JC  Accumulation of excess body iron can result from prolonged excessive ingestion of dietary iron or iron-containing supplements, chronic liver disease, some hereditary disorders of iron metabolism (such as hemochromatosis, which causes excessive absorption of dietary iron), and chronic transfusion therapy for anemia in patients with ineffective erythropoiesis, ineffective hemoglobin production, or chronic hemolysis, such as those with b-thalassemia, sickle cell disease, or myelodysplastic syndromes. Regular transfusion is the main available treatment for many patients with severe, chronic anemia, and it can be lifesaving. Patients receiving regular RBC transfusions, however, unavoidably and invariably develop cumulative iron overload and therefore are at risk for iron toxicity.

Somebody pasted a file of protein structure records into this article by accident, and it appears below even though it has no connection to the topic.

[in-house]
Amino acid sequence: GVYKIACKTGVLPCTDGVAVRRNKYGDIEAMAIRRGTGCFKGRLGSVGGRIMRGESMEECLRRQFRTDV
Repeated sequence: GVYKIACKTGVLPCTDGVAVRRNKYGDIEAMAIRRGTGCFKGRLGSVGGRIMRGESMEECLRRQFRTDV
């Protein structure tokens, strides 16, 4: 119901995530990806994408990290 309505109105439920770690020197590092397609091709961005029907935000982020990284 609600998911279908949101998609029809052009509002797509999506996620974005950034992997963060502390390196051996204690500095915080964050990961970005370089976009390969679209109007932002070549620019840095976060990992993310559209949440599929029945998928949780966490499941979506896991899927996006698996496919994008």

Iron toxicity develops when free iron in tissues leads to organ dysfunction and damage. Iron toxicity is associated with substantial morbidity and increased mortality, which are directly related to the degree of iron overload. Because symptoms of iron toxicity may not appear until substantial organ damage has occurred, a high degree of awareness is necessary to identify patients at risk.

Transfusion departments should establish mechanisms that guarantee the early detection of iron overload, and appropriate monitoring, control, and reporting to the relevant health authorities. In a study that was recently published in Blood Transfusion, my colleagues and I found a significant discrepancy between what is recommended by current guidelines and the standard of care exercised by the health care providers at our institutions. Monitoring and evaluation of patients receiving multiple transfusions should be a common practice in transfusion departments in order to detect the population at risk of iron overload.

H&O  How quickly does iron overload occur?